I'm on my way back from the Terabase Metagenomics meeting in Snowbird, UT, and I'm buzzing with ideas about how to move forward in metagenomics and bioinformatics research. Metagenomics, the use of genomics approaches to study microbial communities, has been opening up as sequencing drops in price. With sequencing becoming ever more ridiculously deep and inexpensive -- we're looking at a power of 2-5 increase in depth every year for the next 5 years -- the questions have increasingly become intertwined with (surprise!) computational science problems and specifically bioinformatics. As we move towards multiple individual terabase (and collectively petabase) sequencing data sets in the next two years, life is going to become more complicated for metagenomicists and the bioinformaticians who aspire to help them. (That's me.)
The meeting was focused on the promise of terabase metagenomics for a "whole earth" microbial ecology sampling projects, and we spent quite a lot of time trying to figure out the size of unknown unknowns in metagenomics. There was a great mix of people at the meeting -- both "pure" microbial ecologists who regarded computers with suspicion and computer scientists who didn't understand how DNA became protein, as well as the entire range between those two poles. We talked about questions such as: "how deep do we need to sequence in order to get a real picture of microbial diversity?" (a: very) and "how do we reconcile genomic and transcriptomic data sets?" (a: unknown) and "how can we scale up 1000-fold when our existing algorithms are all N-squared?" (a: with difficulty.) The discussion was at a reasonably high level of sophistication: pretty much everyone in the room had "seen the elephant", and representatives of the major analysis pipelines were also present.
We didn't come to any firm conclusions about the biology, but we did sketch the outlines of a global sampling project to look at global microbial diversity, together with the deeper sequencing of specific locales to plumb the depths of a few communities. Coming up with a computational pipeline to deal with data and metadata on this scale -- storage, analysis, integration, presentation, and querying -- is truly challenging and should be fun.
For me, one recurring theme in the meeting was entanglement with management and standardization issues in big projects. Everyone was bitching about these on their existing projects, and I'm trying to avoid them. I have little or no interest in telling other people how to do their job; absolutely no interest in being told how to do my job; and a general lack of patience with standardization issues, however important and critical they may be. (In some ways, the Benevolent Dictator For Life approach to decision making used by the Python community seems optimal for medium-sized projects, although of course it takes a special person to pull it off. I acknowledge that decisions need to be made, but have no real interest in doing anything more myself than exploring the technical issues that could inform the decisions. Hmm, I wonder if the PEP process might be a good way to do a formal standards process in metagenomics?) I don't if there's any way for me to avoid this stuff in the future, but it's the main reason that I'm wary of joining big projects.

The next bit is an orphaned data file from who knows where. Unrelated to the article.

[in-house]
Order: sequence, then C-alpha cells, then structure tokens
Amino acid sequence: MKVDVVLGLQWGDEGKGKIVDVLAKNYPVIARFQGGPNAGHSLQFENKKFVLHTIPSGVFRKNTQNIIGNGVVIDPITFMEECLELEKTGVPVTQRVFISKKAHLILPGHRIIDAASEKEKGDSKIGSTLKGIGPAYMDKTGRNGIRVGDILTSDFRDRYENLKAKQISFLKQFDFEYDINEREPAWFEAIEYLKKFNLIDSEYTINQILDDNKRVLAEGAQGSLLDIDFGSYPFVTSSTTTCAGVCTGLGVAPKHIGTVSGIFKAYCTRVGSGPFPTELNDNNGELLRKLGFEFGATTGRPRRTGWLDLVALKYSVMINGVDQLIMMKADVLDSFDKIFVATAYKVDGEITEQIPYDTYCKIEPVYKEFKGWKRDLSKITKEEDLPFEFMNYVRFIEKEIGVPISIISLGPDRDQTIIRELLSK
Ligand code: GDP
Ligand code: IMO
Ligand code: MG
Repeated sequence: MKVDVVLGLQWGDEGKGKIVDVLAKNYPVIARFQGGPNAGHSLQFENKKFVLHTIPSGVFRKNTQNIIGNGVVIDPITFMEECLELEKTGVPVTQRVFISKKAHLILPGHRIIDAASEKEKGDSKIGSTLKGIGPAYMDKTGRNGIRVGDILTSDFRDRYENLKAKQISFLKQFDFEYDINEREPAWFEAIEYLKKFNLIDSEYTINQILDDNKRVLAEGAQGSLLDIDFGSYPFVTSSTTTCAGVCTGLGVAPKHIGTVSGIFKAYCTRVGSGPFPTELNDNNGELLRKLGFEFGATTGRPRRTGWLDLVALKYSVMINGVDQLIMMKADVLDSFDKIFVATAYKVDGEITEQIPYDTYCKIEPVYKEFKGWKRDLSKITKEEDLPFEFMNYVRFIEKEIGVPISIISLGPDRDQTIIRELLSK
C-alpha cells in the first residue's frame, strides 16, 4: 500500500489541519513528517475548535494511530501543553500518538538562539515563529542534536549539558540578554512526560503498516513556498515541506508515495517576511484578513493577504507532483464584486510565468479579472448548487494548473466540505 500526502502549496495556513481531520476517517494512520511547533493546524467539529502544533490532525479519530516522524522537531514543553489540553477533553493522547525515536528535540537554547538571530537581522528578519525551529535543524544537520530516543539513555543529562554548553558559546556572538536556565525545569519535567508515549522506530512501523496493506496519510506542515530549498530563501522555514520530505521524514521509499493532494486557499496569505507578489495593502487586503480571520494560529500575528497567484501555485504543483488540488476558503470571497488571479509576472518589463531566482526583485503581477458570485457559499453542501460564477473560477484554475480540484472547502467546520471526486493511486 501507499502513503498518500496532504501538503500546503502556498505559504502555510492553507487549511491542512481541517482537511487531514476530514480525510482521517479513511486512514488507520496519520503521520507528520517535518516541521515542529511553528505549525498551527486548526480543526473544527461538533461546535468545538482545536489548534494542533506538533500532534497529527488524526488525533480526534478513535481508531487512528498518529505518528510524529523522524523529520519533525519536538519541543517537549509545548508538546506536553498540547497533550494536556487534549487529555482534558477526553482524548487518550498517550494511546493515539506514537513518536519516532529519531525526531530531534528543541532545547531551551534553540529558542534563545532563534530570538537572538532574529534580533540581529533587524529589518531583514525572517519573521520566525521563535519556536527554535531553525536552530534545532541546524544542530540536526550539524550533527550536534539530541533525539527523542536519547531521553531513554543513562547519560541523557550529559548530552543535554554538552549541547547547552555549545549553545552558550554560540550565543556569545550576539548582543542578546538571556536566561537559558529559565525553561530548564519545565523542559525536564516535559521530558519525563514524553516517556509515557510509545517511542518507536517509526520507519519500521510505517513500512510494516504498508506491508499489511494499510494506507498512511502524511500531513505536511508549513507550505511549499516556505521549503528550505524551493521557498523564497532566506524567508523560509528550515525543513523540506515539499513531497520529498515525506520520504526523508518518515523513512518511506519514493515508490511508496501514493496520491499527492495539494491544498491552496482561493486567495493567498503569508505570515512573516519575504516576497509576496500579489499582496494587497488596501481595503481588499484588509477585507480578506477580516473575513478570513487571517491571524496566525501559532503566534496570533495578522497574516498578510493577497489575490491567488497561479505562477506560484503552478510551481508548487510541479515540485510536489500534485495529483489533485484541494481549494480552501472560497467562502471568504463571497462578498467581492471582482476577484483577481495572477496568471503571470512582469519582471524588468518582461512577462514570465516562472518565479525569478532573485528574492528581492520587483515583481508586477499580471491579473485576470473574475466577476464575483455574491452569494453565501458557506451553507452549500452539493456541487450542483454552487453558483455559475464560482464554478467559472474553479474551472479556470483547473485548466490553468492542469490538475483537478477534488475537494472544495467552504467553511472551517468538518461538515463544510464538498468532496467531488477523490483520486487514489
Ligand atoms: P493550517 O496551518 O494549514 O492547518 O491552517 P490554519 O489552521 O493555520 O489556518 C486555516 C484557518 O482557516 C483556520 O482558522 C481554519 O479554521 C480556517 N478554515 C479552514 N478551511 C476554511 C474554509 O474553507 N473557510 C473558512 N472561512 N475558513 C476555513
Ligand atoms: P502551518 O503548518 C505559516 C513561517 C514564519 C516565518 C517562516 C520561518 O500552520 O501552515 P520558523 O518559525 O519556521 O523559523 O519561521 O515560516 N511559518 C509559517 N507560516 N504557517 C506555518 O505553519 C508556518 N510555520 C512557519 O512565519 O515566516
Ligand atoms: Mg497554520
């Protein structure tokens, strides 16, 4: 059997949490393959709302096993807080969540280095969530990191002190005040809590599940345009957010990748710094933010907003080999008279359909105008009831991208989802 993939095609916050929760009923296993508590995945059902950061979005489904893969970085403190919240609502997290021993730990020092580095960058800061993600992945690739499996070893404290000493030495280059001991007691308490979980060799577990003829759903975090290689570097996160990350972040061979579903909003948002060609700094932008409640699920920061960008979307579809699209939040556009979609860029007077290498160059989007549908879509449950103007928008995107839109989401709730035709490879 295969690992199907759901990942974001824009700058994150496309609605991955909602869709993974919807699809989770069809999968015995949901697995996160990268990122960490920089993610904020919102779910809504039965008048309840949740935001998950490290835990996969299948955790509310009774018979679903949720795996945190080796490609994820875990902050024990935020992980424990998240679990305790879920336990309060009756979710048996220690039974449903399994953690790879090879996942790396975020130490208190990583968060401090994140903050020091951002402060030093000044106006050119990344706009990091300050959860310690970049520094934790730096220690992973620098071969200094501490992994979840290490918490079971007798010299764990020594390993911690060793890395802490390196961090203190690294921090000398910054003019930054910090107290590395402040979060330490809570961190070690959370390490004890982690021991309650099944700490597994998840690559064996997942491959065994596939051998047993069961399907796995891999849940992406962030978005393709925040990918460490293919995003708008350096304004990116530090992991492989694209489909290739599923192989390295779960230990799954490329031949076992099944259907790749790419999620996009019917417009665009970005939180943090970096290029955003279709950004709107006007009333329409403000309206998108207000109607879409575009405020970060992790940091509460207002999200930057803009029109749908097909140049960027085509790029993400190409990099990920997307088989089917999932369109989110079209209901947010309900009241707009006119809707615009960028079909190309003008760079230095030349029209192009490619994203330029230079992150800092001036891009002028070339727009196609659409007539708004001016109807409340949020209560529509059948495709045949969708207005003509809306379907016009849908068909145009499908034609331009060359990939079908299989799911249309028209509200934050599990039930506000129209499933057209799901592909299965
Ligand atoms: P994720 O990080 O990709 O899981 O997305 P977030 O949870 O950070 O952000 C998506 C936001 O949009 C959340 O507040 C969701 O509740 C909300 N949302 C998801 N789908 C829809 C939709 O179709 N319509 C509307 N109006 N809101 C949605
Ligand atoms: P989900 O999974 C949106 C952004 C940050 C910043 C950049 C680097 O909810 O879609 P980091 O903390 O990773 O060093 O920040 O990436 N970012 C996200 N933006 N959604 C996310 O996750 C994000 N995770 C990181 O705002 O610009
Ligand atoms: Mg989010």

A few interesting references came up during the meeting. For example, I hadn't seen the Heilmeier Catechism before; I think it's a good idea for both scientific and open source projects to look at this before they do too much work! I was also entertained by Jonathan Eisen's report on things that the workshop participants disliked: for example, "Bureaucracy (and how it impedes science)."
All in all, I think this meeting was fantastic: very small, very focused, and with plenty of time for discussion and socializing. I'm happy the organizers invited me, so thanks to them!
Posted by Deepak on 2010-07-31 at 13:25.
Ben Black gave a talk at OSCON recently on standards in another context. The point he made and which applies really well here, is that in any area that is moving rapidly, if you standardize too early you might standardize to the wrong thing. While we should avoid inventing new formats or using old ones incorrectly, with next gen, is it sufficient to let the community settle on a common framework (set of formats, standards)? It's happened in other areas (small molecules, proteins). At the current rate of change, by the time you get a committee in place it will be a moot point.
Posted by Titus Brown on 2010-08-02 at 14:57.
I have no comment other than "great point" ;). I think the metadata issues are pretty important, though, and should be something that microbial ecologists have already thought through thoroughly. also see <a href="http://gensc.wordpress.com/">http://gensc.wordpress.com/</a>.